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Advocates for concealed weapons laws have some points to make

By Howard Witt, Tribune Southwest Bureau Chief, recently on assignment in Phoenix
Published November 13, 2004

PHOENIX -- Depending on your point of view, the Shrine Auditorium in downtown Phoenix was either the safest or most dangerous place in the nation one Saturday night this fall.

Inside the main banquet hall, some 400 assorted Arizonans, nearly all of them with guns strapped to their hips, stashed in their waistbands or stuffed in their purses, were gathered to celebrate the 10th anniversary of the state's concealed carry law, which allows citizens to pack heat wherever the sun doesn't shine.

All the major pro-gun groups were represented, of course, including the National Rifle Association and the Second Amendment Foundation. So were some quirkier offshoots, such as the Second Amendment Sisters ("If you are a woman who owns a gun, you have an equalizer") and Jews for the Preservation of Firearms Ownership ("No nonsense. No compromise. No genocide."). There was a man dressed as Wyatt Earp--the infamous Gunfight at the OK Corral occurred in Tombstone--and another impersonating George Washington.

But what really distinguished the crowd was how devoutly law-abiding it was--and exceedingly polite too. As banquet organizer Alan Korwin jested in a news release after the dinner: "Food Service Very Slow But Waiters All Still Alive."

That was, in fact, the message the gathering last month was intended to drive home: Ordinary gun owners don't fit the wild-eyed caricatures often drawn by anti-gun groups. And they ought to be trusted to carry their weapons, openly or concealed, wherever they wish.

"When the concealed carry law first started, the news was filled with fear of blood in the streets and Wild West shootouts at traffic lights, and all that turned out to be virtually delusional," said Korwin, whose company publishes manuals for gun owners.

Concealed weapons permits are one of the lightning-rod issues in the ceaseless national debate over gun control, provoking divisive passions between rural and urban America. Here in the West, guns are about as common as bow ties are in Washington, D.C. But just as no self-respecting Arizonan would be caught dead wearing a bow tie, many residents of big cities such as Washington fear being caught dead by people carrying concealed weapons.

Jeanne Carey, 64, understands the conflict. She was a lifelong Chicago resident--and an ardent foe of guns--until she moved to Phoenix two years ago.

"This is my home now, and you gotta get with the program," she said. "I went out and bought a Glock. Everybody has one. It's a fashion statement."

Only five states, Illinois among them, prohibit private citizens from carrying concealed weapons. In 11 others, police may deny permits based on their discretion. The other 34 states, like Arizona, allow any law-abiding citizen to obtain permission to carry a concealed weapon, although usually a background check and a gun-safety course are required. Pro-gun activists would like to see concealed weapons allowed without restriction nationwide.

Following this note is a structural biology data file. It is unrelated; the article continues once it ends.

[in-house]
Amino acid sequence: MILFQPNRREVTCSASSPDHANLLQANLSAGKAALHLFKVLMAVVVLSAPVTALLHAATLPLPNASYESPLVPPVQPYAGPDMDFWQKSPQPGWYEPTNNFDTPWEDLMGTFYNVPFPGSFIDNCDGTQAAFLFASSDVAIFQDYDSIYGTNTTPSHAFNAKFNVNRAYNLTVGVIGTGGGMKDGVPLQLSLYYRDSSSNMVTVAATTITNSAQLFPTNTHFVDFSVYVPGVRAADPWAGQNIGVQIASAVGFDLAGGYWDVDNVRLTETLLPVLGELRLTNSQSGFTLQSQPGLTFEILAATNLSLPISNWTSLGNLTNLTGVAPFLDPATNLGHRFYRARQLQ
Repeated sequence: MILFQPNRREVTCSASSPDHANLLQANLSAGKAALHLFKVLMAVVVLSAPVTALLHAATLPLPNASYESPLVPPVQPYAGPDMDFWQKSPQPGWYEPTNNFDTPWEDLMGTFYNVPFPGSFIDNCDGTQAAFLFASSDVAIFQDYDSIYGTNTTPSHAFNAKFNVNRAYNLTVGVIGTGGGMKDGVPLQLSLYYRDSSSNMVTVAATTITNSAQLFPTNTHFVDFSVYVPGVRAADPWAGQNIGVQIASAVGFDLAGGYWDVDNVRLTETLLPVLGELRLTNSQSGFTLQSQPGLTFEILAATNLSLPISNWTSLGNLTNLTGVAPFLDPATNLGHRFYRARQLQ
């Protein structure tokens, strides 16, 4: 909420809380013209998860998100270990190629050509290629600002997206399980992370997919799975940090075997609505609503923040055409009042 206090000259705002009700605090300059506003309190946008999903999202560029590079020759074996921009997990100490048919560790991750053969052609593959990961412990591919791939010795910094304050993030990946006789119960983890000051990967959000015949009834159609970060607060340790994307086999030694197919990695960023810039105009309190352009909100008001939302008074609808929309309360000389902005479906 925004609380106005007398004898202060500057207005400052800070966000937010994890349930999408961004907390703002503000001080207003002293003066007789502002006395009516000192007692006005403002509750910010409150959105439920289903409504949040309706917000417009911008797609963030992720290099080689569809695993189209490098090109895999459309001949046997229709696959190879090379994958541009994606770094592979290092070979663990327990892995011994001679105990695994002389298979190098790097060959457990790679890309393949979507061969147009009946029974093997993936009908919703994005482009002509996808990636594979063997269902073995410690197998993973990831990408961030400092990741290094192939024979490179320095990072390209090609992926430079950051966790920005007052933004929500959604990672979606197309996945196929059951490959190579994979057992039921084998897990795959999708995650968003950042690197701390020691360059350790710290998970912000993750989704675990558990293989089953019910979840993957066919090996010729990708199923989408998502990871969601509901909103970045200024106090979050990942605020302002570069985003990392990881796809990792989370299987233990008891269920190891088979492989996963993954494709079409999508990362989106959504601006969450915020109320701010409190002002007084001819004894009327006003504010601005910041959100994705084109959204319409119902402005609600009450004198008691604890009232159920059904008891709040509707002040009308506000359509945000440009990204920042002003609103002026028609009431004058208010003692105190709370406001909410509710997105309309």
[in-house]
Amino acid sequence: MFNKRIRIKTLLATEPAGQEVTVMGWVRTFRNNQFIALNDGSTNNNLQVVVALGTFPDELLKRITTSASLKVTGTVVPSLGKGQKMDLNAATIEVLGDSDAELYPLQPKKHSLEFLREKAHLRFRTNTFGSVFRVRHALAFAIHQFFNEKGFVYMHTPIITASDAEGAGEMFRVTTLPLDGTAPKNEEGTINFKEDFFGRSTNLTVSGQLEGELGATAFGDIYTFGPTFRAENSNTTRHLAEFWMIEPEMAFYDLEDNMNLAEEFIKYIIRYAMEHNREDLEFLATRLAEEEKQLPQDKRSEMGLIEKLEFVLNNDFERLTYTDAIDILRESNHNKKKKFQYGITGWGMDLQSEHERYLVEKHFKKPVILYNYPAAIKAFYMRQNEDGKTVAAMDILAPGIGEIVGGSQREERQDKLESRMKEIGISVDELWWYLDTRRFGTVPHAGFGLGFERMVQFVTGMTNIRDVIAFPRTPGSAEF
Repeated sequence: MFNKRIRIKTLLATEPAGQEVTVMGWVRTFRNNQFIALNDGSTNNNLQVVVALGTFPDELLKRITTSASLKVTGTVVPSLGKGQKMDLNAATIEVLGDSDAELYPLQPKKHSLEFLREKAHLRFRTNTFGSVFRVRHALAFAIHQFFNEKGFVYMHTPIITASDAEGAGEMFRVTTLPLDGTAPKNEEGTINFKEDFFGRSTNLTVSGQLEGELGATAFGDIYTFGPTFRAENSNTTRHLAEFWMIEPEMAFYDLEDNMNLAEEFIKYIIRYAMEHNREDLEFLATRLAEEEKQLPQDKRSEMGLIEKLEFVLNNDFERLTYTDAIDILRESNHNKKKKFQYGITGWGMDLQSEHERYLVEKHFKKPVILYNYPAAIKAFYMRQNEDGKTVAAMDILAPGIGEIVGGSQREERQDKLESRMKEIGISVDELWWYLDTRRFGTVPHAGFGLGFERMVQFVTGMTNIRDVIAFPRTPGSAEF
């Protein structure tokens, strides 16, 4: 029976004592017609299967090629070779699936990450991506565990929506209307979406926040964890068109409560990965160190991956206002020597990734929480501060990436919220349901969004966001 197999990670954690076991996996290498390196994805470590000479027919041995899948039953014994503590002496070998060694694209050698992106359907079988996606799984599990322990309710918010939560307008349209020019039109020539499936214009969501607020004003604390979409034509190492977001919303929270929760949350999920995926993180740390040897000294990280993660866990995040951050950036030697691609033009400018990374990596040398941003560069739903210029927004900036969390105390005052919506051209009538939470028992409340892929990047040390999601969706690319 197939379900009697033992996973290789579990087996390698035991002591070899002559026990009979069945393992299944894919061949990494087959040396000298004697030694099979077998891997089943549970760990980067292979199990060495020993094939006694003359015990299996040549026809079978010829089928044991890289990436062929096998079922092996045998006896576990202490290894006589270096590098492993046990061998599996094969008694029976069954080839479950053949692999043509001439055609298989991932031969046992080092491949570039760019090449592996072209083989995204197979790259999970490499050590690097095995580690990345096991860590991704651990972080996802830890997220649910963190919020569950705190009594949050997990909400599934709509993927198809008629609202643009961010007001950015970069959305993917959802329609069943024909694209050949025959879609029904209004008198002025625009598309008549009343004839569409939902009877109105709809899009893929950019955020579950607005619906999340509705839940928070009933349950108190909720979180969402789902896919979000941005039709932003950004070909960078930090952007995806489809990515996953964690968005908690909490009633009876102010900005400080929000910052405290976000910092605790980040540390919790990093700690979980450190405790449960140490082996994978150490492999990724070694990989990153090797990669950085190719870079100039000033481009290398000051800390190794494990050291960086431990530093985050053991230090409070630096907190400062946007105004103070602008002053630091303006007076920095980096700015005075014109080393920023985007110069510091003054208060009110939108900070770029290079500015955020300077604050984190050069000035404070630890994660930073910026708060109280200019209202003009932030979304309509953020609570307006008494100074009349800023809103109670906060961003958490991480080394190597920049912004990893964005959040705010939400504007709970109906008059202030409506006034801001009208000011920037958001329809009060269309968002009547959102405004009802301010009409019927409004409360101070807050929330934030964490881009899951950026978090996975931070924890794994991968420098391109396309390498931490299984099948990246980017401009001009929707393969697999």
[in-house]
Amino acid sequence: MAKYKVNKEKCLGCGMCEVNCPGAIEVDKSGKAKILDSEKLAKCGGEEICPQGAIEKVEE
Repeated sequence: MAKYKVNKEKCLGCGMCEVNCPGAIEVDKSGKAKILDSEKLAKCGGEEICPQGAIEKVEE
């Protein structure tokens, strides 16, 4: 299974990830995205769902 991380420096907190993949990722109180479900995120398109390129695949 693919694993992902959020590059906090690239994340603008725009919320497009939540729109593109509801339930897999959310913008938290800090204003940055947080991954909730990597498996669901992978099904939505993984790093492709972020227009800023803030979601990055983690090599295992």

Proponents contend that concealed weapons make communities safer by introducing the element of doubt: Criminals never know whether a potential victim might have a pistol up his sleeve. The laws also empower private citizens to protect themselves and others from harm. And the required training impresses upon gun owners just how carefully they must decide whether to draw their weapons.

Pro-gun Web sites are filled with stories of gun owners around the country using their concealed weapons to ward off criminals, and the banquet honored several with Human Right of Self-Defense Awards. One of the recipients was 72-year-old Zelda Hunt of Tucson who stopped a burglar from breaking into her home with the aid of her .22 revolver.

But gun-control advocates scoff at such anecdotes, and counter with their own.

Gerry Anderson, executive director of Arizonans for Gun Safety, noted the case of a mentally ill Phoenix man whose family had begged state authorities to hospitalize him, to no avail. Last summer the man purchased a gun and obtained a concealed weapons permit; in August he shot three Phoenix police officers, killing two, before he committed suicide.

"It's very hard to get hard evidence about this, but most studies show that availability of a firearm can turn a fistfight into a gunfight," Anderson said.

The truth is hard to discern. Most law-enforcement agencies do not rigorously collect data that might reveal whether concealed weapons holders are more or less likely to be involved in crimes--or in stopping them.

But Arizona authorities report that as of June 2003, out of 67,689 concealed weapons permits issued, only about 1,400, or less than 2 percent, had been suspended or revoked.

Much of the talk at the banquet, however, centered on other concerns, such as the awkwardness of ordering business suits that can accommodate a holster in the waistband.

"If you go to Men's Wearhouse, they want to know why you want those 2 extra inches," explained Todd Rathner, an Arizona member of the NRA's national board of directors.


Copyright © 2004, Chicago Tribune

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